Summer Intern Reflection: Innovation and Advocacy in Chicago’s Housing Sector

This blog post was written by Reine Rambert, a 2019 BPI Summer Intern who will enter her second year in the Master of Public Policy program at Harvard Kennedy School in the fall.

To those familiar with the American housing sector’s contemporary landscape, the existence of complex affordability and accessibility issues plaguing many American cities is common knowledge. In more recent years, however, social advocates, researchers, and policymakers have started to more deeply examine the barriers that make the pursuit of housing even more challenging—interactions with the criminal legal system and periods of incarceration.

ACT Court graduate Tyrone speaks at the graduation ceremony as ACT Court Judge Neera Walsh and the ACT Court Probation Officers Joe and Caitlin look on.
Cook County’s Access to Community Treatment (ACT) Court graduate Tyrone speaks at the graduation ceremony as Judge Neera Walsh and Court Probation Officers Joe and Caitlin look on. Photo courtesy of Chicago Appleseed.

As a Master of Public Policy student, with personal exposure through friends and family to this issue, I was drawn to an internship that enabled me to pursue policy research in support of solutions in this domain. For this reason, I embarked on a ten-week summer internship at BPI, an organization with a long-standing history of housing advocacy, with the support of a fellowship from Harvard’s Joint Center for Housing Studies. My internship experience at BPI became an eye-opening and rewarding experience for several reasons.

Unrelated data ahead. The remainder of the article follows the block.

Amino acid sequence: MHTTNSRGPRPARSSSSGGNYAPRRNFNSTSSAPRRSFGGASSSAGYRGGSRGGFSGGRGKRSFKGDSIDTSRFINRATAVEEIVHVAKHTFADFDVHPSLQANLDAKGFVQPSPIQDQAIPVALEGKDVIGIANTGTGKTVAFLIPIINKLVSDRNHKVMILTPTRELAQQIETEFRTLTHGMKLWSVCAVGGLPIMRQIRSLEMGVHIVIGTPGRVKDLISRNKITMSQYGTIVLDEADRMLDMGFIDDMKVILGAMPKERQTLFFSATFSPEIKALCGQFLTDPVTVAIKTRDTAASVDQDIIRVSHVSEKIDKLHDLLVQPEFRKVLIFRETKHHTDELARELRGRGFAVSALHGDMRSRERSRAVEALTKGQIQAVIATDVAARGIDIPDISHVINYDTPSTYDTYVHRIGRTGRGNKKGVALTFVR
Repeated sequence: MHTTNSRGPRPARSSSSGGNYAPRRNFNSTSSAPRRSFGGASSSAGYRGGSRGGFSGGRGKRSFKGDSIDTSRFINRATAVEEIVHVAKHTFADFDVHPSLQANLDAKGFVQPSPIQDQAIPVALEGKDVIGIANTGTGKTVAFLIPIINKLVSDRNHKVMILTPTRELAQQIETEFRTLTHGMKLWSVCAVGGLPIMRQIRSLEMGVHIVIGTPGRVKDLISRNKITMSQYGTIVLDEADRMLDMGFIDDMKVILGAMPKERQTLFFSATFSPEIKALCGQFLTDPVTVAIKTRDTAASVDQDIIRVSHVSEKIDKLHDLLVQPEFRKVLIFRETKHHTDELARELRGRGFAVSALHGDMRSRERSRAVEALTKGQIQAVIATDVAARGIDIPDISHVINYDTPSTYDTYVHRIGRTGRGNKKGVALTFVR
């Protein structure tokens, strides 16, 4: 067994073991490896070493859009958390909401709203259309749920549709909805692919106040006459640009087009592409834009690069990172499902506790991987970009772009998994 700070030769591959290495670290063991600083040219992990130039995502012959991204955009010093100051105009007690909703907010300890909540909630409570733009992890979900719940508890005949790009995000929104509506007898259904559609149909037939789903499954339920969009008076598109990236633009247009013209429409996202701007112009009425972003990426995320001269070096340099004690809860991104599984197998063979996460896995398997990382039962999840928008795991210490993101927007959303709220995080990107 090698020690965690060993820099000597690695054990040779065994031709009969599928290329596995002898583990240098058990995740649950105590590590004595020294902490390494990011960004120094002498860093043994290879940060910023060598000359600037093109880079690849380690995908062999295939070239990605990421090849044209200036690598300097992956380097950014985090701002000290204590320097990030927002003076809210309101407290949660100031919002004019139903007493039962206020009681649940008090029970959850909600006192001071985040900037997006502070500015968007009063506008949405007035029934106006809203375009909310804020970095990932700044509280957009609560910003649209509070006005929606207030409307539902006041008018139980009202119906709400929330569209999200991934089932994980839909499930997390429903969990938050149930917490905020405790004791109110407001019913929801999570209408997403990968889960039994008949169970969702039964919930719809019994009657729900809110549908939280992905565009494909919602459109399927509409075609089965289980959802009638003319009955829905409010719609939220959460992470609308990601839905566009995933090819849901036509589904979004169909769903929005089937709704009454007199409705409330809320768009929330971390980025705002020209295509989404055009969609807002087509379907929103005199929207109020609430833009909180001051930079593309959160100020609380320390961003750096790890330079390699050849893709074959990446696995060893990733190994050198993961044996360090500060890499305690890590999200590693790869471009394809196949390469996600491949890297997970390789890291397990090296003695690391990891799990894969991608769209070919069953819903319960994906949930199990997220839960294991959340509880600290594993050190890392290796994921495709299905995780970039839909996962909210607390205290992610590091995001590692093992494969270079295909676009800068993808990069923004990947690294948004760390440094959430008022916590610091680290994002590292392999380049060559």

First, instead of being inundated with exclusively negative information on barriers to safe and stable housing in Chicago, I learned that there was encouraging evidence on legislative change, cross-sector collaboration, and non-profit driven innovation to increase housing opportunities for individuals with criminal backgrounds.

Second it was gratifying to witness the thought leadership and experimentation in this space that BPI is contributing. As an intern, I had the opportunity to participate in BPI’s kick-off of the Partnership for Housing Access pilot, which aims to support individuals who have come into contact with the Cook County criminal legal system for reasons tied to substance-abuse and were successfully diverted for treatment and rehabilitation.

With funding support from the Chicago Community Trust, and the combined expertise of the Housing Authority of Cook County, BPI, Treatment Alternatives for Safe Communities (TASC), and the Cook County Problem-Solving Drug Court, individuals participating in this pilot program receive case management support coupled with housing vouchers to increase their chances of attaining and maintaining stable housing. While there is undoubtedly more work to be done to address the profound barriers in this space, I was motivated and inspired to see the dedication of numerous Chicagoans working to research and develop such solutions. As a result, my summer experience reaffirmed my interest in returning to Chicago to work on critical, social issues impacting quality of life.

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